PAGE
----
How he found his first client

“My first client was Lyft. One sales leaders wrote a blog post about a dream that someday salespeople won’t have to enter data into a CRM system… In response, I wrote him a letter each week for three months. In the end, he met with me, he became my first client, and we built a system which he still uses to this day.”

Can AI replace a people?

“Classical machine learning is really similar to how intuition works. If you have seen a situation 1000 times, then the 1001st time, based on prior experience, you understand what will likely happen. My theory is that machine learning will replace all means of working when you are making decisions based on experience and intuition. AI can’t replace people in creative things. Computer won’t be able to create anything new any time soon. Therefore, that is what we must learn. Secondly, it is very difficult to use AI to replace any kind of work which is based on relationships between people. Small sales for $100, $200, $5,000 can all be automated. But complex multi-million dollar sales which take a year to complete will always need people.”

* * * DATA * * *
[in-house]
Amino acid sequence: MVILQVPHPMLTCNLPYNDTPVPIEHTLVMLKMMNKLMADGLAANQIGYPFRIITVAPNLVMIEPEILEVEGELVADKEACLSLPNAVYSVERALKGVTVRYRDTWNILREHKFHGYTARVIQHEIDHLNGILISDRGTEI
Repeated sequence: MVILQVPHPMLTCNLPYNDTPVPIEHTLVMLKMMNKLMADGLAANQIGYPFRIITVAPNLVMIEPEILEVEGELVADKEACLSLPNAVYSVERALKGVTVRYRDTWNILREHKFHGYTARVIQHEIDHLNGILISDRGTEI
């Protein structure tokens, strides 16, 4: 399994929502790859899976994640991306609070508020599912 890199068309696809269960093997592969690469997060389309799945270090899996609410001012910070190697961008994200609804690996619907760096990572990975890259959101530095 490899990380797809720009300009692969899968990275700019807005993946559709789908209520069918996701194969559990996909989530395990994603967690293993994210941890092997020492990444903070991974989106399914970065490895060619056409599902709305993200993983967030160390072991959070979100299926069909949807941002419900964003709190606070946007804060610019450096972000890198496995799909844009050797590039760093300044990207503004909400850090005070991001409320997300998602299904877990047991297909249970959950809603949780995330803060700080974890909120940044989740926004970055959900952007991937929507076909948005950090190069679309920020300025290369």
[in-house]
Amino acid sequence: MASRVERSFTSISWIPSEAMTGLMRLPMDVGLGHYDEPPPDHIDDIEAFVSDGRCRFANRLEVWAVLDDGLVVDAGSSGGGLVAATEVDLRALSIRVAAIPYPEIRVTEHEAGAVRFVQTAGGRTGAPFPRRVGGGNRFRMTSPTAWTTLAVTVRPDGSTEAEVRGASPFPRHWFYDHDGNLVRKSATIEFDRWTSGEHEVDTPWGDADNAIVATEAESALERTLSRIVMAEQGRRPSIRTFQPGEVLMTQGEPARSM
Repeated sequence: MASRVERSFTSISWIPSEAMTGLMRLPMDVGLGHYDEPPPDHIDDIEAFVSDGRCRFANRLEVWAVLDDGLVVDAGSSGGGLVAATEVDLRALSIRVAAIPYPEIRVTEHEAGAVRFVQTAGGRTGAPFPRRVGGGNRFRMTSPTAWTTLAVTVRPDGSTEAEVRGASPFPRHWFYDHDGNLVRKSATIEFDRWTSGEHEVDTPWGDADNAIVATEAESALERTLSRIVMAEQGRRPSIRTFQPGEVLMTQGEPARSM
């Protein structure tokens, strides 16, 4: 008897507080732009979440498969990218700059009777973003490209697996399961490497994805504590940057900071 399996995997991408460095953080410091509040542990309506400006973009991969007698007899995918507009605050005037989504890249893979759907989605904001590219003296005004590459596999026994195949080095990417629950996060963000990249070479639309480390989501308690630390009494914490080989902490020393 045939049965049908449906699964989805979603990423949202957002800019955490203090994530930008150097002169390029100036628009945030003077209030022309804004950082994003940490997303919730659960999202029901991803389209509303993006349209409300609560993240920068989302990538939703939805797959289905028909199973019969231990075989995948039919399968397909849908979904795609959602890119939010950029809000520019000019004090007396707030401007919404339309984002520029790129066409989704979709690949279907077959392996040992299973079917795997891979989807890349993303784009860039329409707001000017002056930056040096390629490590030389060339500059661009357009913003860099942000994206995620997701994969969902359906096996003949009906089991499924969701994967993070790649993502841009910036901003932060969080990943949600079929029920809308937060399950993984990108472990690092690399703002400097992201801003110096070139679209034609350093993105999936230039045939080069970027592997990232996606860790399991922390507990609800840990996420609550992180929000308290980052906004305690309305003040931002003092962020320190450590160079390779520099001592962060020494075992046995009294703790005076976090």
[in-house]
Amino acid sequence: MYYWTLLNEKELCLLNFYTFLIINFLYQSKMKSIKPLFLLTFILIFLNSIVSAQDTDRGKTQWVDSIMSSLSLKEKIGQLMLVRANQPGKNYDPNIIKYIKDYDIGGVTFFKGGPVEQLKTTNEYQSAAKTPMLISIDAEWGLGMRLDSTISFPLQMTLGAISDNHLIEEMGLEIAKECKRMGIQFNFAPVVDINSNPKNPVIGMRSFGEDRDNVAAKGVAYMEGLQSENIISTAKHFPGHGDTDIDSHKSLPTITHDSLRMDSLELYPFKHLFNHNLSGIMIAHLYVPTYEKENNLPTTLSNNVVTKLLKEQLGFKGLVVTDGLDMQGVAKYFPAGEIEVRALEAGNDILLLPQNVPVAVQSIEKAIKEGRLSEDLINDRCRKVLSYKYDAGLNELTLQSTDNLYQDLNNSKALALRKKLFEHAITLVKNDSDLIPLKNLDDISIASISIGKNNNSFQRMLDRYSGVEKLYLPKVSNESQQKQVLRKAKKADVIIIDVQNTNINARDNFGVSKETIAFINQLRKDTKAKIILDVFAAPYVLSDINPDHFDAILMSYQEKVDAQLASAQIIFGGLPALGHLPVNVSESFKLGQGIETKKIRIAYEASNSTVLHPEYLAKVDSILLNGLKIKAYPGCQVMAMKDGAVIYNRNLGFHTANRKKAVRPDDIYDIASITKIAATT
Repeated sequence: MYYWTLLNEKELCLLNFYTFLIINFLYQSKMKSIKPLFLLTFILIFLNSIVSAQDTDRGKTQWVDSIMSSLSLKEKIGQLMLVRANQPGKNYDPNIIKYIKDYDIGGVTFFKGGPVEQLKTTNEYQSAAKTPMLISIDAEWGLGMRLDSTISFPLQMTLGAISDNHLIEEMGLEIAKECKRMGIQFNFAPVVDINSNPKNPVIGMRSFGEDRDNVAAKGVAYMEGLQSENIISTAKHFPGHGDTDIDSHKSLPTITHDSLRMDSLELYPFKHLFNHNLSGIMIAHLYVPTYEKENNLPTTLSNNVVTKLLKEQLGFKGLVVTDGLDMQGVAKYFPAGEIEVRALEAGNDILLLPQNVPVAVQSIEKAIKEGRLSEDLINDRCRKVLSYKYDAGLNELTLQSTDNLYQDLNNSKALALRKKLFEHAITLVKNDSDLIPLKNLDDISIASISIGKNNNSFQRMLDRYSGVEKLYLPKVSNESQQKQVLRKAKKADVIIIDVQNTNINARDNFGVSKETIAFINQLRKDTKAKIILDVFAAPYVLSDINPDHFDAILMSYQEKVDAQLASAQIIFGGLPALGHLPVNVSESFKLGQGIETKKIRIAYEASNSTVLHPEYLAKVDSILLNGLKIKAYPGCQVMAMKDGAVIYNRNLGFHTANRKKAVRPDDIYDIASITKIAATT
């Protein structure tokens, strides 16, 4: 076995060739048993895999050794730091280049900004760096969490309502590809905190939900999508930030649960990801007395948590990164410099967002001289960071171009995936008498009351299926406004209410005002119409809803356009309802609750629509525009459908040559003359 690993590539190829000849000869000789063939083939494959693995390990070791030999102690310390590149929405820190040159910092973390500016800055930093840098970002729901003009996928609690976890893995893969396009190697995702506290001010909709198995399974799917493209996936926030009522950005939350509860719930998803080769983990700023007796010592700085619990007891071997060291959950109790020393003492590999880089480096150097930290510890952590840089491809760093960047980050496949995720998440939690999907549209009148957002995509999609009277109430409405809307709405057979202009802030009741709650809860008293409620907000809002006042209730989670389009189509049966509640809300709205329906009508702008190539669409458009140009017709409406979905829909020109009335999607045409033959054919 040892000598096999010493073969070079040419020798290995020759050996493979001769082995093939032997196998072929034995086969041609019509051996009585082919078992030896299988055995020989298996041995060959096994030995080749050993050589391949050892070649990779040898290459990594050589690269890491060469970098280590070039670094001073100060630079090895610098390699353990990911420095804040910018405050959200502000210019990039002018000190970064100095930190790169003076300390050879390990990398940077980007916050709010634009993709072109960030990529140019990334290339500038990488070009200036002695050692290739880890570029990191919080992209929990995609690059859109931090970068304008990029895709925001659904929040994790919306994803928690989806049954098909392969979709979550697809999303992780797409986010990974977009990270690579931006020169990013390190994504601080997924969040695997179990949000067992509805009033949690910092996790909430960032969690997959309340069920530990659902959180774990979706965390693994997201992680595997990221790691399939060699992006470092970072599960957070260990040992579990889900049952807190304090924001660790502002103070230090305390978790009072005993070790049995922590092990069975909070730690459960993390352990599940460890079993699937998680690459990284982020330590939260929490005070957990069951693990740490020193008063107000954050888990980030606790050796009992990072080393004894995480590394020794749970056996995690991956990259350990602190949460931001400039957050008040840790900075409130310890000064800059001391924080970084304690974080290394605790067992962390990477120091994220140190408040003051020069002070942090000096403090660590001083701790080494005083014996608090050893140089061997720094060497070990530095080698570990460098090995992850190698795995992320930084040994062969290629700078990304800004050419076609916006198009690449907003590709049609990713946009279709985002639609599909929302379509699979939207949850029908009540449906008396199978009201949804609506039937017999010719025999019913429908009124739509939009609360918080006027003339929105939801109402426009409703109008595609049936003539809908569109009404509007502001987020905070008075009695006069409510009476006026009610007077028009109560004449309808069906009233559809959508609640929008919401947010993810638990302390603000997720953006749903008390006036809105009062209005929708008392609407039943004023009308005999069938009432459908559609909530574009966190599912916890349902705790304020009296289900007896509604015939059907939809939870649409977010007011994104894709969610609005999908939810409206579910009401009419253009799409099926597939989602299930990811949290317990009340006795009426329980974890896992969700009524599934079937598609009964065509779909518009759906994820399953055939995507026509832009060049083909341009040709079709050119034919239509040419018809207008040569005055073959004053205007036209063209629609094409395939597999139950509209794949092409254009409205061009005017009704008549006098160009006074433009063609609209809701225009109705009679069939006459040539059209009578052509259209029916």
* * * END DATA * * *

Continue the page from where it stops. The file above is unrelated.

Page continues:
The dangers of AI

“Through history, each time human productivity increases significantly, either the number of jobs decreases, or a avenue was needed to let off steam, like colonization in the 16th century. Or a war began; World War I or World War II. If you follow this logic, then… we can expect a very unpleasant next 30 years. We should create programs that will re-train people in those professions that will always been in demand. For example, programming. Someone will always need to repair robots. I support the idea of a minimum income: it is necessary to remove the pressure on society when AI has replaced most jobs.”

In Brief:

Protestors in Yekaterinburg claim victory

It looks like non-political protest in Russia can be successful. Last week, we reported on demonstrations against the building of a church, financed by local billionaires, on the site of a park in Yekaterinburg. Even then it was clear that the Kremlin was having difficulty determining its relationship toward such an apolitical, if threatening, street protest. This Wednesday, we learnt that the demonstrators had won. State-owned pollster VTsIOM published results from a survey in which 74 percent of local residents said they were against the church. Immediately, the mayor of Yekaterinburg announced that the church construction will not go ahead.